“Who do you say that I am?” As has often been pointed out, this question – originally posed by Jesus to the 12 Apostles – is in fact a decisive inquiry directed by the Saviour at each and every human being.
In crafting his thoughtful, but ultimately unsatisfying, religious drama Last Days in the Desert, writer-director Rodrigo Garcia attempts to sidestep this crucial issue of identity. His respectful ambivalence toward his possibly divine – but possibly merely human – protagonist not only undercuts the film’s appeal for believers, it creates some aesthetic confusion as well.
The script embroiders on the biblical story of Jesus’ 40 days spent fasting and praying in the desert. Toward the end of that period, Garcia imagines an encounter between the Lord – here called by his Hebrew name, Yeshua, and played by Ewan McGregor – and a family of wilderness dwellers.
Oppressed by prolonged solitude and by God’s apparent absence – the first line of dialogue is his plaintive cry, “Father, where are you?” – Yeshua, though initially wary of human contact, finds temporary relief in his interaction with the clan. Yet, as he becomes emotionally invested in their problems, the situation grows more complicated and the tone darker.
The unnamed trio of relatives faces difficulties both spiritual and physical. The Father (Ciaran Hinds) and his teen son (Tye Sheridan) are in conflict over the lad’s future, while the Mother (Ayelet Zurer) is beset by an unidentified illness that seems certain to prove fatal.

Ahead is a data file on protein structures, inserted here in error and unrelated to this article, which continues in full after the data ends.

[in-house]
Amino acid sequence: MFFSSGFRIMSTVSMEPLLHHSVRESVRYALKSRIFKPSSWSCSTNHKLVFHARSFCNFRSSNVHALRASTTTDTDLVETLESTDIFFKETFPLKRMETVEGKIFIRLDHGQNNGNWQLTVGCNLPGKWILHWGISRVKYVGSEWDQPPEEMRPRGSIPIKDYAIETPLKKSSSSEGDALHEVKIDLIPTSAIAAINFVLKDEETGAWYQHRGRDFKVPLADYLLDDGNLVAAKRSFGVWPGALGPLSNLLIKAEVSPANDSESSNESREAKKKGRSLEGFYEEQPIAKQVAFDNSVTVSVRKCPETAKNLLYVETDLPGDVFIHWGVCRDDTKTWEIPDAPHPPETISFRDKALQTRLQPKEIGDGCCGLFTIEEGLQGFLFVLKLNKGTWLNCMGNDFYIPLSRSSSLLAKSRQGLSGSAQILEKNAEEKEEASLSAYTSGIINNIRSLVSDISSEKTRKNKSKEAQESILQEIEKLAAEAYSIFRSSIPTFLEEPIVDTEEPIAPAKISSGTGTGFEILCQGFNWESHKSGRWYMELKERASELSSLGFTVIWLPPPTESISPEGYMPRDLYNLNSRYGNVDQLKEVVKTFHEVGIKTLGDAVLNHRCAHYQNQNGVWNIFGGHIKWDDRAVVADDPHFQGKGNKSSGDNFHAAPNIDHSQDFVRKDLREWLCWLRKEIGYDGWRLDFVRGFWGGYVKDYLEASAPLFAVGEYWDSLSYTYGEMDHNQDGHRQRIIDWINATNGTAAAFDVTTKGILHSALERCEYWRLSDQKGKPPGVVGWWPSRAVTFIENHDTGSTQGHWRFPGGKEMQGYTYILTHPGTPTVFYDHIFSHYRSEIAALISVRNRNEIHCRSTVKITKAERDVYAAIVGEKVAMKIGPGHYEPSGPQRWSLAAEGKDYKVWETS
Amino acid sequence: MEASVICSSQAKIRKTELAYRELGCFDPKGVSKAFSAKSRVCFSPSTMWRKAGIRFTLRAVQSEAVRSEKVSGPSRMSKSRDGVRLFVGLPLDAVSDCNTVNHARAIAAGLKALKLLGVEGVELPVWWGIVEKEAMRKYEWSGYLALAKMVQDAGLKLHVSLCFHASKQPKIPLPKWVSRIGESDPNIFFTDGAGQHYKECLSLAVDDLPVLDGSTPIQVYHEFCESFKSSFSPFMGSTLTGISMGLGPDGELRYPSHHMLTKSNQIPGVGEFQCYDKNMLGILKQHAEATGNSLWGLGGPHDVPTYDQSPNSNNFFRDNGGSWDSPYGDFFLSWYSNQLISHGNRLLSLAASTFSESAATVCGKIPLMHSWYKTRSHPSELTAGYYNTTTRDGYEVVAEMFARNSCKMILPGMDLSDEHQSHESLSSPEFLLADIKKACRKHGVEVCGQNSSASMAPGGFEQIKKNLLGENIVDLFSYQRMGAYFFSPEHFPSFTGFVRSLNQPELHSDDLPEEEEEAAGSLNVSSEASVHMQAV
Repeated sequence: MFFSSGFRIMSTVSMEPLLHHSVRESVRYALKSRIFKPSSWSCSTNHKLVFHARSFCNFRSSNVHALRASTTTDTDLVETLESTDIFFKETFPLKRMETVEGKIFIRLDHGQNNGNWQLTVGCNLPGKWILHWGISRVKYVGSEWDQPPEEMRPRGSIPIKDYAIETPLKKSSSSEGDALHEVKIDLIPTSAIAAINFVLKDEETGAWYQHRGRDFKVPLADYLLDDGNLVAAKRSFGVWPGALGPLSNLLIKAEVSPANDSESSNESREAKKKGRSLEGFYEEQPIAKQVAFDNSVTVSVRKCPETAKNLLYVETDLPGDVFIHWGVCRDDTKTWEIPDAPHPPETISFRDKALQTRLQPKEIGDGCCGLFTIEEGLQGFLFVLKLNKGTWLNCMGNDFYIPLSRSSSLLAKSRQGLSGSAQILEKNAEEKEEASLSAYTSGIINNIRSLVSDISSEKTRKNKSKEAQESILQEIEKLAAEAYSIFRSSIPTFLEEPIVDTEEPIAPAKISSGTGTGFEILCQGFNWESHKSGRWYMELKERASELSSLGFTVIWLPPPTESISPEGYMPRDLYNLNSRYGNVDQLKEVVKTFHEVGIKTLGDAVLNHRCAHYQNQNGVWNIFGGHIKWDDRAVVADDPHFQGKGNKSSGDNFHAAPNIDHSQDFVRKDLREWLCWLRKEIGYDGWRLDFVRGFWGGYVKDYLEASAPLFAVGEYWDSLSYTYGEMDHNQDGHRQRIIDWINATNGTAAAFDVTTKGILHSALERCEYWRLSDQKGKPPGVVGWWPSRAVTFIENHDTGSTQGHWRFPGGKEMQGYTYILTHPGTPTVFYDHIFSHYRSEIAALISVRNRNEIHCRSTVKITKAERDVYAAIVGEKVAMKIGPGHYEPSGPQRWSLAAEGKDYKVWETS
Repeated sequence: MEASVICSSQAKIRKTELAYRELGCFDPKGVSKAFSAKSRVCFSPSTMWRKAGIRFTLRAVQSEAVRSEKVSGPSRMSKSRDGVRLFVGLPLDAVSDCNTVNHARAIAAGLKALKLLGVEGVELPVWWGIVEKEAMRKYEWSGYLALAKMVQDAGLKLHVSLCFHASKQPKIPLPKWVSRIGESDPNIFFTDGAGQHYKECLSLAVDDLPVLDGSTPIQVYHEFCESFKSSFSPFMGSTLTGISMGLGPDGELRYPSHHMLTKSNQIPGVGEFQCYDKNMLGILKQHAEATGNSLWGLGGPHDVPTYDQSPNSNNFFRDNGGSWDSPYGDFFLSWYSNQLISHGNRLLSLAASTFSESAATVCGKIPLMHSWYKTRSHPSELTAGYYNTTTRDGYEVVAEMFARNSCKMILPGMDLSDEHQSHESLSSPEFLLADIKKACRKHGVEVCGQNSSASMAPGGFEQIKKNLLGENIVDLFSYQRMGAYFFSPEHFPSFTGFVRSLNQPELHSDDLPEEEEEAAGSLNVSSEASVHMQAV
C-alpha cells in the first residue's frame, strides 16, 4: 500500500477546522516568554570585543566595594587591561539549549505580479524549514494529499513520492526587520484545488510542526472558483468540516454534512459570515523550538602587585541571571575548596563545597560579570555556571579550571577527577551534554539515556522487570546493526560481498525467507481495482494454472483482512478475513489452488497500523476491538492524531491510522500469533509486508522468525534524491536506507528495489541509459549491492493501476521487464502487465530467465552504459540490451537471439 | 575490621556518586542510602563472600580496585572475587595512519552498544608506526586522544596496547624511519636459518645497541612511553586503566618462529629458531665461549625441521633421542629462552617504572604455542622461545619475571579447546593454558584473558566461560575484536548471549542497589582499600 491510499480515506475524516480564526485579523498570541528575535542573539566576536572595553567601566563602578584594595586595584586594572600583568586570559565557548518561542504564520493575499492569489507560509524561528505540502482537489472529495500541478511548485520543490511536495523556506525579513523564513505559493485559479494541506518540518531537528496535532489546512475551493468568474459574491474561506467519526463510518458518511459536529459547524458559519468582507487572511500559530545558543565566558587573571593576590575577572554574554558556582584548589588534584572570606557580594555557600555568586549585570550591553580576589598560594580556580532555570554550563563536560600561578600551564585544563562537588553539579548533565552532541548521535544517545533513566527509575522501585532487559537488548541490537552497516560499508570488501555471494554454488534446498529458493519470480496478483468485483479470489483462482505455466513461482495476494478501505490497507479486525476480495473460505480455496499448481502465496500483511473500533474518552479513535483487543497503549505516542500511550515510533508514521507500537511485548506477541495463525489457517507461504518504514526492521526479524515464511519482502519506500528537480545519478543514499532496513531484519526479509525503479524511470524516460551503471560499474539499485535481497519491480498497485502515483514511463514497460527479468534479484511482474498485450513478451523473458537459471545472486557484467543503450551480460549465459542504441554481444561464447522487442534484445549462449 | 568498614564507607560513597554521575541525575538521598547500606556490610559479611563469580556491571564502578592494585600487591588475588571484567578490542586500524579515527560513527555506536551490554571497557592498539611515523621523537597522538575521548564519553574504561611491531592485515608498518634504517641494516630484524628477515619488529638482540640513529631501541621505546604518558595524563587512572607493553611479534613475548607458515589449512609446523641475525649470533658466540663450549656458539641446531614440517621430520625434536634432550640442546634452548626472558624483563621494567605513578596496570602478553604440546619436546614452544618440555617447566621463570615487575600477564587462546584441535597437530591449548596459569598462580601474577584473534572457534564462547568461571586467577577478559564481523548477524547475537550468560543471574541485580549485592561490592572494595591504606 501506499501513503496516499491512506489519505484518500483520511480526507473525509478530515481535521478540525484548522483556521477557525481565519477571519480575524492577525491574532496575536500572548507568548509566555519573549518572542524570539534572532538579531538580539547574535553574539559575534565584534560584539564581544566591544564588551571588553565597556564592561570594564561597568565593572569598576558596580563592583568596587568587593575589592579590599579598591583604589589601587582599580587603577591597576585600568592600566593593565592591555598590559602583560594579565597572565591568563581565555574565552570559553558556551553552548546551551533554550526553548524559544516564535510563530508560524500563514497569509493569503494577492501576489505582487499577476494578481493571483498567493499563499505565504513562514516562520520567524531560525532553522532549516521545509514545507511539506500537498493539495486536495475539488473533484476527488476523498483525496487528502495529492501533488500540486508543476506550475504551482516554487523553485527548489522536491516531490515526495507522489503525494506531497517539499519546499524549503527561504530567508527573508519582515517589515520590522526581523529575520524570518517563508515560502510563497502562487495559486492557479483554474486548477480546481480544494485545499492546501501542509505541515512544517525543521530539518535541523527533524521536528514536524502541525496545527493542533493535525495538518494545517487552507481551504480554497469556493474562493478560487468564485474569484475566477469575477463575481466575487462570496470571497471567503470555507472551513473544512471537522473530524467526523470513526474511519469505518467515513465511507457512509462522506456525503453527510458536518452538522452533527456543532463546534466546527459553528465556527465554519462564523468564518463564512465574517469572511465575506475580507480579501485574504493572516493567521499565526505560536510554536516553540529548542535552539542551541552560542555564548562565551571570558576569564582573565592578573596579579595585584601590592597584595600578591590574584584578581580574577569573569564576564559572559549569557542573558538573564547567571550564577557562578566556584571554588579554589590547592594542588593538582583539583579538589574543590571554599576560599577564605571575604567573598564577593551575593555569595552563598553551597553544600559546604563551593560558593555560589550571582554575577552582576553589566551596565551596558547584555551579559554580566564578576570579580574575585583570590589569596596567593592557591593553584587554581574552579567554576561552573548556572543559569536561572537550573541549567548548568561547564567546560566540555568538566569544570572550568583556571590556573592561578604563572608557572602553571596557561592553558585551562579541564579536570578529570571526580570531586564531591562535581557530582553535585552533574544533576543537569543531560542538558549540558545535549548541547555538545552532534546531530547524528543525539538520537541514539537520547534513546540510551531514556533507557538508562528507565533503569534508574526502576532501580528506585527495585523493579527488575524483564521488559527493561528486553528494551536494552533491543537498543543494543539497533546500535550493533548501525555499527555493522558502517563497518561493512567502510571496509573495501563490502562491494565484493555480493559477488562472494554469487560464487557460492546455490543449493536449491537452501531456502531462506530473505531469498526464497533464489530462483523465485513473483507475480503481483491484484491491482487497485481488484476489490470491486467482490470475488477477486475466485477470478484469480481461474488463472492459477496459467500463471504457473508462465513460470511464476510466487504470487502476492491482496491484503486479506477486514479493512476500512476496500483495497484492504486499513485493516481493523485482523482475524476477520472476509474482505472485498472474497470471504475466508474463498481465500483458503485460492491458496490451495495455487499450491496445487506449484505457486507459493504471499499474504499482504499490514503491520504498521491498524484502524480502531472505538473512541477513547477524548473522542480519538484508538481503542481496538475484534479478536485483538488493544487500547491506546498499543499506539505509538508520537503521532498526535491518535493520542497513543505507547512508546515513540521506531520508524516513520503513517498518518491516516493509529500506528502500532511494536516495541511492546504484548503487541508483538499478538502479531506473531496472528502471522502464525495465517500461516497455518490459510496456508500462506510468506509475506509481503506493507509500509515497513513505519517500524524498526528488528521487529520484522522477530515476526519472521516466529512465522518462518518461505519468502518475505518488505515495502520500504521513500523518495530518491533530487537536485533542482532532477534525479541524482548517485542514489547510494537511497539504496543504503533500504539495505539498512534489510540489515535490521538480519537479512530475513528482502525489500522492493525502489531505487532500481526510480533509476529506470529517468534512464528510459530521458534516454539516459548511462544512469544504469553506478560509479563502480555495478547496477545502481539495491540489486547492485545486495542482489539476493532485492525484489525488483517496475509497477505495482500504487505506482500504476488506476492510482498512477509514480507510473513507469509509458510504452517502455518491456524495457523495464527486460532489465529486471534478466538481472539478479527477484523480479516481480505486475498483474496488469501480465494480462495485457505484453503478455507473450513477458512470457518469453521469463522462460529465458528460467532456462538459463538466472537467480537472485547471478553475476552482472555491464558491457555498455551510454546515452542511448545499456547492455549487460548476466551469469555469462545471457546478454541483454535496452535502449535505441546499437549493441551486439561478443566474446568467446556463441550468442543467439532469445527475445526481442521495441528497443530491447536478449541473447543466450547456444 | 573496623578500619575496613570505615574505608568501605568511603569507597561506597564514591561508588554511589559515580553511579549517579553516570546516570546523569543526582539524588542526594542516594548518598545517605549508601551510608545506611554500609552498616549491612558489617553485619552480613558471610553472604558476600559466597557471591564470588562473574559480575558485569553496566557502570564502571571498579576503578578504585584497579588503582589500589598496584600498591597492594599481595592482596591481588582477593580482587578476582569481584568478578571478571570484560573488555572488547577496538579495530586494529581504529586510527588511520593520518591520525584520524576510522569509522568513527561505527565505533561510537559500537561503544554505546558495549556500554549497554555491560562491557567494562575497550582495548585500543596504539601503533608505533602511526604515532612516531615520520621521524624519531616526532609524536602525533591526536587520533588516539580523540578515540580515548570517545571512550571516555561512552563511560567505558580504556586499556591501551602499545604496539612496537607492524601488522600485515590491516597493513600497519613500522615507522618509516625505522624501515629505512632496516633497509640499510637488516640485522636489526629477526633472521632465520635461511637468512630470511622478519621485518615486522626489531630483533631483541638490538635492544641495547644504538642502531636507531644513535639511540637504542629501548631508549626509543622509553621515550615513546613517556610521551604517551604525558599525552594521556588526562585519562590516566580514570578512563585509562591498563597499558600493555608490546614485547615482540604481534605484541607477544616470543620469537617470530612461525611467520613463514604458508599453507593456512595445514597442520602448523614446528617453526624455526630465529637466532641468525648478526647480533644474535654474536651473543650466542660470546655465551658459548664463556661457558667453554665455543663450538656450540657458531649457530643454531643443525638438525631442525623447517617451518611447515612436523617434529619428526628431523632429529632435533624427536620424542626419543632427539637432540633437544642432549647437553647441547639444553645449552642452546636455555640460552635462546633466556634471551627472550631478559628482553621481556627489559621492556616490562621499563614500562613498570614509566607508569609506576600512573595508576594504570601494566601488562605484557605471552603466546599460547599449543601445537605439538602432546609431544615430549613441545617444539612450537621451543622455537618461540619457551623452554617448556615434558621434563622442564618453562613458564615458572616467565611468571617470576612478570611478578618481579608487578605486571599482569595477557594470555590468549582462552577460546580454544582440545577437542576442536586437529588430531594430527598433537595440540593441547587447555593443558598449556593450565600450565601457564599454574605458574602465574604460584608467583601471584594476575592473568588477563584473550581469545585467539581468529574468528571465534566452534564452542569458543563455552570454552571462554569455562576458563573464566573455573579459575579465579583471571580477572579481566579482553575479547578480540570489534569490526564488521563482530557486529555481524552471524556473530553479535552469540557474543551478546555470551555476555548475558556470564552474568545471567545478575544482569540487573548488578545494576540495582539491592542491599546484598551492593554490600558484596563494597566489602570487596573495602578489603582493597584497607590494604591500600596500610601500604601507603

Yeshua tries to reconcile the uncommunicative dad with his ambitious child. The latter’s longing to immerse himself in the wonders of urban life by leaving the wasteland behind and moving to Jerusalem clouds his genuine love for his affectionate but controlling father.
The parallels between this oedipal face-off and Yeshua’s unstable relations with his heavenly Father are one of the movie’s more obvious themes. Issues of mortality and loss, meanwhile, are highlighted as Mom’s strong personality struggles to shine through her failing frame – and as her husband contemplates his future without her.
Watching all of this with mocking spite, and doing his best to sow doubt in Yeshua’s mind concerning his fitness for his impending mission, is the Devil (also McGregor) who manifests himself as his adversary’s double.
Moviegoers well versed in the Scriptures will find Garcia’s bobbing and weaving, as he struggles to avoid taking a definitive stand on his lead’s true nature, both confusing and frustrating. Yeshua stoutly upholds his unique status as Son of God in the face of Satan’s challenge on that score. Yet, in glaring contrast with the Jesus of the Gospels, he fails to contradict the Father’s weary denial of an afterlife.
Similarly, a moment of compelling, if unspoken, epiphany during which a character seems to perceive Yeshua’s divinity is followed by a crucifixion and burial sequence that remains mute on the pivotal subject of the Resurrection.
While few of the usual red-flag elements are present, this unsettled outlook on one of the most vital tenets of the Christian faith makes Last Days in the Desert inappropriate fare for all but well-catechized grownups.
They’ll find the picture’s striking cinematography and its cast’s high level of artistic commitment offset by a sluggishly paced plot that fails to evoke as much interest in viewers as it does in the central figure about whom its primary creator remains so resolutely irresolute.
The film contains religious themes requiring mature discernment, brief partial nudity and momentary scatological humour.